- Bloggers joining, or helping establish, portals. ADDeRabbi with Jewish Ideas Daily, and Streimel at Unpious.
- Life In Israel notes a video (obtained by Bechadrei Chareidim) of an anti-Internet event which purportedly had 300 attendees:
- At the Seforim blog, considering what was bothering... the censor.
- At BeyondBT, why does it matter how we dress?
I think I was fifteen that summer. I got all dressed up in the nicest dress I had with me. Actually I think it may have been the only dress I had with me. It was a sleeveless blue one, and I was even careful to wrap a crocheted shawl around my arms. Our counselors had told us that there was a big sign in Mea Shearim that said that we had to cover our arms when we were there.
I've heard a similar story, with a girl wearing a denim skirt who was pointedly ignored in Meah Shearim, and didn't know why. Related, at Life in Israel:
That Saturday morning I got thrown out of the synagogue. The women in the little shul in Mea Shearim started screaming at me and calling me names in a language I didn’t understand. I found out afterwards what they were shouting at me. And, when I found out what the words meant, I realized that they had really made me feel like the low words they were shouting at me. They pushed me out of the shul and chased me away, from Judaism. It hurt a lot. I just kept thinking, “Could this be God’s world?”
Granovitch describes something that has happened to this fellow who just wants to be careful to daven with a minyan in his father's memory and say kaddish - just as he successfully gathers the minyan and starts the service, one of the people in the minyan state a protest and say they cannot be part of the minyan. The protest is often something like "Somebody with a trimmed and combed beard cannot lead the services." and sometimes it is that "someone who wears a blue shirt, his prayers will not be heard."
- Yeranen Yaakov is doing some serious dybbuk blogging. (Here, here, here, here.)
- Emes veEmunah points out that the rabbi who called for a cherem of the meshichist Lubavitchers who feasted on the 10th of Teves is himself a meshichist.
But is Rabbi Telsner really opposed to the idea of the Rebbe as the Messiah? I doubt it. Back in about 2004 he signed a document entitled Psak Din. It is available for view in pdf. His name is in the middle of the 2nd line.If so, why the condemnation? Perhaps it is PR. As the statement said:
To present such conduct as being in accordance with the Rebbe’s teachings and message is a complete fabrication, and can only serve to destroy the good name of Chabad in the general community.Perhaps it is the moving from mere belief to practical action, where the action seems antinomian. He concludes that every Lubavitcher is a meshichist.
Also, in the comment section, what seems a plausible explanation, if accurate:
i also founf out the letter was printed originally in 1991 and was reproduced in 2004 with out some of the people persmisions.The Rebbe, meanwhile, died in 1994. On the other hand, here is a photo of him speaking in front of a meshichist banner. And a comment at Vos Iz Neias states:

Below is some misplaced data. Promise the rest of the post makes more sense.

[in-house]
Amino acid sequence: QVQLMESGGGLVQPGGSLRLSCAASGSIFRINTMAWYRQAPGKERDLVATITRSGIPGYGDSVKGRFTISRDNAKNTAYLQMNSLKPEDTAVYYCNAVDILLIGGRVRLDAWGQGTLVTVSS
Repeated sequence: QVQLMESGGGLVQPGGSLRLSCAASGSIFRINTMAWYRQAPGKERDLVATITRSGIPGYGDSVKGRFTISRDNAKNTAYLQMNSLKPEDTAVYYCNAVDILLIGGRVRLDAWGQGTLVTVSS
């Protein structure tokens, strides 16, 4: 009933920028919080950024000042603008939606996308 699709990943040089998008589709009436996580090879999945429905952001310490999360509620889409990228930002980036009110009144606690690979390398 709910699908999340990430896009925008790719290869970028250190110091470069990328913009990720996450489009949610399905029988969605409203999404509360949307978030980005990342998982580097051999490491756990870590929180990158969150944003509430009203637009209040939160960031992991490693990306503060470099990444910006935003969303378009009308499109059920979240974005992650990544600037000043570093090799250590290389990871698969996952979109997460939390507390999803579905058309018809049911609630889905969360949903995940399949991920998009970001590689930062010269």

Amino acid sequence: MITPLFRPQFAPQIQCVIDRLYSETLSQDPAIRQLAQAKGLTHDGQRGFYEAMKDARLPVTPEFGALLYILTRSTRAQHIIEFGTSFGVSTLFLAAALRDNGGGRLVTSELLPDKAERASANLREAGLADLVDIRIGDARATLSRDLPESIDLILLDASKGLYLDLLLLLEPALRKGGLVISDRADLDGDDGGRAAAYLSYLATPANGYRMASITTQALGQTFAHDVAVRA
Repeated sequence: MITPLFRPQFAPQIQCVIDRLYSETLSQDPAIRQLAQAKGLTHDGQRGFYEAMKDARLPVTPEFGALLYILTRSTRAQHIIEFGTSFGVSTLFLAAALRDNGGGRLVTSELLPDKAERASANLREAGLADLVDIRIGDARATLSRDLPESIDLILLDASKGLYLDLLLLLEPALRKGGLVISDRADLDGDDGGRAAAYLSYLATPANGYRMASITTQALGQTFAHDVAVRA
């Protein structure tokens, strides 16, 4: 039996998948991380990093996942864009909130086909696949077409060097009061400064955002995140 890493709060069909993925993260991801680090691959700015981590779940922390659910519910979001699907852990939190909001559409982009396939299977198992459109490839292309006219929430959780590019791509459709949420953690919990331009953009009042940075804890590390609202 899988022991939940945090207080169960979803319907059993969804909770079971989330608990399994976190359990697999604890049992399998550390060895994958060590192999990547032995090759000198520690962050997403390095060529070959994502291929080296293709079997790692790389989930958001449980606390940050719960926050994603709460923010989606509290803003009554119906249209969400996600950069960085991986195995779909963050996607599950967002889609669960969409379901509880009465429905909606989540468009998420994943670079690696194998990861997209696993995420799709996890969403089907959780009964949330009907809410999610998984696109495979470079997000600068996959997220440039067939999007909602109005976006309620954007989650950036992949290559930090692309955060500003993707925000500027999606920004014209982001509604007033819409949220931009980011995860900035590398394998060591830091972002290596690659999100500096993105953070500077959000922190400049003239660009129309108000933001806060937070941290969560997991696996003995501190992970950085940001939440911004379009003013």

Just to note these few nutjob crakos (like an empty pushka makes lots of noise) are ostracized by the Meshichisten as well as anything against HALACHA is seen as against the REBBE. Rabbi Telsner btw is the Lubavitcher Rov in Melbourne and personally is a strong advocate for the belief that Moshiach can be min hameisimThis reminds me of the halachic discussion about whether someone who is meshuga ledavar echad is meshuga lechol haTorah kulah. There was a fellow who thought he was mashiach, and walked around naked, etc. And the question was whether he was of right enough mind to grant a get. And a certain Godol (I don't recall whether it was Rav Soloveitchik or Rav Feinstein) said that it was just this one meshegas, and everything else stemmed from it. That is, he walked around naked because he felt that he was like Adam haRishon before the cheit. Similarly here, if mashiach is indeed here, then it is straightforward rational application of the relevant gemaras, so why condemn?
- A giant Middle-Eastern spider discovered, now endangered.
- A ban on purchasing tefillin and mezuzot from those connected to the Internet.
This time the newspaper quotes HaRav Yisrael Hager Shlita, the son on the Vishnitzer Rebbe Shlita, who calls on the tzibur not to buy tefillin and mezuzos from anyone connected to so-called chareidi websites. The Rav’s comments come at the start of the Shovavim period, beginning with parshas Shemos and ending with Mishpatim.
The Rav connected his message to a dvar Torah from the Ksav Sofer, as well as quoting his father the Rebbe Shlita, adding that mosdos should not accept children from homes with internet connectivity
- At Revach, an idea I had independently. Rav Wosner says technically it should be allowed, but then suggests against it:
You make a transparent overlay with Nikudos and taamim and place it on the words of the Sefer Torah. This way you are reading the actual Sefer Torah and any amateur can become a professional Baal Korei without mistakes.
- Here on parshablog, is the derivation of the name Putiel knowable?